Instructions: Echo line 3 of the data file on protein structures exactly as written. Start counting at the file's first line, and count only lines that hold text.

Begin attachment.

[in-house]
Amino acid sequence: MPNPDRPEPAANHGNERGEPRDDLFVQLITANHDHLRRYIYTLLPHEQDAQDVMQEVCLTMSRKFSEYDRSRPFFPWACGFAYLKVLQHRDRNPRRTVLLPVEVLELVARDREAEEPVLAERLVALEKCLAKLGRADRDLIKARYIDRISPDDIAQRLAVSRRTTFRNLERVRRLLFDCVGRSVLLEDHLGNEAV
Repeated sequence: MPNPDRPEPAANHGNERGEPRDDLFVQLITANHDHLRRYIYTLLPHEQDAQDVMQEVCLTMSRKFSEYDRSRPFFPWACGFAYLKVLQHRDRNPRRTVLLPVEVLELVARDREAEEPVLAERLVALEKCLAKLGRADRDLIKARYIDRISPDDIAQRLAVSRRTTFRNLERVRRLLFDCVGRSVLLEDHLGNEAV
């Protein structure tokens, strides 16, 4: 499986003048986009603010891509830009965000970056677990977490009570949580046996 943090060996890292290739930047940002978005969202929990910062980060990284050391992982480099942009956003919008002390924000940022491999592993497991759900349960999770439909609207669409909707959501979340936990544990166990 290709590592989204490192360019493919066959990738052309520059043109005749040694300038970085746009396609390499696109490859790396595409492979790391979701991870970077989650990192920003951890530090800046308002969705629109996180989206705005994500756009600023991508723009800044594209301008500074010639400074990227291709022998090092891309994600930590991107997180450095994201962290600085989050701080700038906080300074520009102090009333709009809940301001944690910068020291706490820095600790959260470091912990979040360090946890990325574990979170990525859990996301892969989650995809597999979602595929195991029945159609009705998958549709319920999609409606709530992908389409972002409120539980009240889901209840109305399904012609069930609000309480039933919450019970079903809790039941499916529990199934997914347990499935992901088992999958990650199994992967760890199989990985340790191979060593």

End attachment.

Repeated sequence: MPNPDRPEPAANHGNERGEPRDDLFVQLITANHDHLRRYIYTLLPHEQDAQDVMQEVCLTMSRKFSEYDRSRPFFPWACGFAYLKVLQHRDRNPRRTVLLPVEVLELVARDREAEEPVLAERLVALEKCLAKLGRADRDLIKARYIDRISPDDIAQRLAVSRRTTFRNLERVRRLLFDCVGRSVLLEDHLGNEAV